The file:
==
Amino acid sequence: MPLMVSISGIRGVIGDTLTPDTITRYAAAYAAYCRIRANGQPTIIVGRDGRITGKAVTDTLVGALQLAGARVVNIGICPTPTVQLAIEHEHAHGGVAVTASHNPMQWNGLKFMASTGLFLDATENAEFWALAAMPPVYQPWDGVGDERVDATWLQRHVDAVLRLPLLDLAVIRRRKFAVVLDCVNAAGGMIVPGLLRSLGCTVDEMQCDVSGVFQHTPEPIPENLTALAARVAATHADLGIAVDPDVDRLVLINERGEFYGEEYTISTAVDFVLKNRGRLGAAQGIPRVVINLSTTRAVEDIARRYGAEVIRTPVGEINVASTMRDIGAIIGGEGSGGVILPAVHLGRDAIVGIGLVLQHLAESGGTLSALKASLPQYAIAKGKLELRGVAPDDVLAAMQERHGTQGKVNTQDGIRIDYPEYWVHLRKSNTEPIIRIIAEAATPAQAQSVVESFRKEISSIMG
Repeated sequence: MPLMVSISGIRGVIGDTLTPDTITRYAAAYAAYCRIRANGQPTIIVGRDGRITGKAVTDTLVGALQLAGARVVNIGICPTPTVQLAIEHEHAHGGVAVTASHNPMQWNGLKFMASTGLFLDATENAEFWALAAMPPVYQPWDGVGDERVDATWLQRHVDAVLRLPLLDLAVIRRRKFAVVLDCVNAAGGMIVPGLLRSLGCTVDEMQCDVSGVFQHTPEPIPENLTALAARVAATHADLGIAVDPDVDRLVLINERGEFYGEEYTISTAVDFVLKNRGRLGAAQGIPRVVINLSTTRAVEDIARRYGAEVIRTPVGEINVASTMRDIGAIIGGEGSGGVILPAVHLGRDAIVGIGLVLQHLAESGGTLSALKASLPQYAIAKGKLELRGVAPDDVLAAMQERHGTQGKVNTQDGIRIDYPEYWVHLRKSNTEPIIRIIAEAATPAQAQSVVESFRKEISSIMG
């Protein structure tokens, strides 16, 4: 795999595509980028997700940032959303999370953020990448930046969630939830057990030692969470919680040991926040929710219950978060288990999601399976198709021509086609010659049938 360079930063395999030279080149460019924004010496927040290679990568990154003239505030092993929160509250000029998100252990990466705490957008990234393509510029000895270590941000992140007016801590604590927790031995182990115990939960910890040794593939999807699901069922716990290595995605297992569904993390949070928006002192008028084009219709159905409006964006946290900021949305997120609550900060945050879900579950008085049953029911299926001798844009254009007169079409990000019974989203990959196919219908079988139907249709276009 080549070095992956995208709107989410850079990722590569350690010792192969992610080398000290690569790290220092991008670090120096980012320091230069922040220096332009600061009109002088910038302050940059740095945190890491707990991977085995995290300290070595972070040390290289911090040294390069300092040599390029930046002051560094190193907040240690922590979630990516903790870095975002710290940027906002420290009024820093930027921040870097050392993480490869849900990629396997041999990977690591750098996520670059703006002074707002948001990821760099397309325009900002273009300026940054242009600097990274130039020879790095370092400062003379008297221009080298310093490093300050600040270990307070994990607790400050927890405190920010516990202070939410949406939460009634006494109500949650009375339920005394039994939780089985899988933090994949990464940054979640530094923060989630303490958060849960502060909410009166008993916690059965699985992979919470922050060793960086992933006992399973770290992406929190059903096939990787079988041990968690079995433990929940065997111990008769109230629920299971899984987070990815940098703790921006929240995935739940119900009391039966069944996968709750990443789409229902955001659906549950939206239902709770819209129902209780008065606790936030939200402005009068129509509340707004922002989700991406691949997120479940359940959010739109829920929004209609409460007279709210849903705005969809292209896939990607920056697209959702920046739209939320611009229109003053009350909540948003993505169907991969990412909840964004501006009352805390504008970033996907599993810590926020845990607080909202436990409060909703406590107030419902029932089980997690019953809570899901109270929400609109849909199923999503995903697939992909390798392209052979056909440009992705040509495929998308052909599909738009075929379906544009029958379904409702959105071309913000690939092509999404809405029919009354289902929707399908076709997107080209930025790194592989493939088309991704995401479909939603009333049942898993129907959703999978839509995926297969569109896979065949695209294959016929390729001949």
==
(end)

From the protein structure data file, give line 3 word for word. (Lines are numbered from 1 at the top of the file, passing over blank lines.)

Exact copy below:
């Protein structure tokens, strides 16, 4: 795999595509980028997700940032959303999370953020990448930046969630939830057990030692969470919680040991926040929710219950978060288990999601399976198709021509086609010659049938 360079930063395999030279080149460019924004010496927040290679990568990154003239505030092993929160509250000029998100252990990466705490957008990234393509510029000895270590941000992140007016801590604590927790031995182990115990939960910890040794593939999807699901069922716990290595995605297992569904993390949070928006002192008028084009219709159905409006964006946290900021949305997120609550900060945050879900579950008085049953029911299926001798844009254009007169079409990000019974989203990959196919219908079988139907249709276009 080549070095992956995208709107989410850079990722590569350690010792192969992610080398000290690569790290220092991008670090120096980012320091230069922040220096332009600061009109002088910038302050940059740095945190890491707990991977085995995290300290070595972070040390290289911090040294390069300092040599390029930046002051560094190193907040240690922590979630990516903790870095975002710290940027906002420290009024820093930027921040870097050392993480490869849900990629396997041999990977690591750098996520670059703006002074707002948001990821760099397309325009900002273009300026940054242009600097990274130039020879790095370092400062003379008297221009080298310093490093300050600040270990307070994990607790400050927890405190920010516990202070939410949406939460009634006494109500949650009375339920005394039994939780089985899988933090994949990464940054979640530094923060989630303490958060849960502060909410009166008993916690059965699985992979919470922050060793960086992933006992399973770290992406929190059903096939990787079988041990968690079995433990929940065997111990008769109230629920299971899984987070990815940098703790921006929240995935739940119900009391039966069944996968709750990443789409229902955001659906549950939206239902709770819209129902209780008065606790936030939200402005009068129509509340707004922002989700991406691949997120479940359940959010739109829920929004209609409460007279709210849903705005969809292209896939990607920056697209959702920046739209939320611009229109003053009350909540948003993505169907991969990412909840964004501006009352805390504008970033996907599993810590926020845990607080909202436990409060909703406590107030419902029932089980997690019953809570899901109270929400609109849909199923999503995903697939992909390798392209052979056909440009992705040509495929998308052909599909738009075929379906544009029958379904409702959105071309913000690939092509999404809405029919009354289902929707399908076709997107080209930025790194592989493939088309991704995401479909939603009333049942898993129907959703999978839509995926297969569109896979065949695209294959016929390729001949």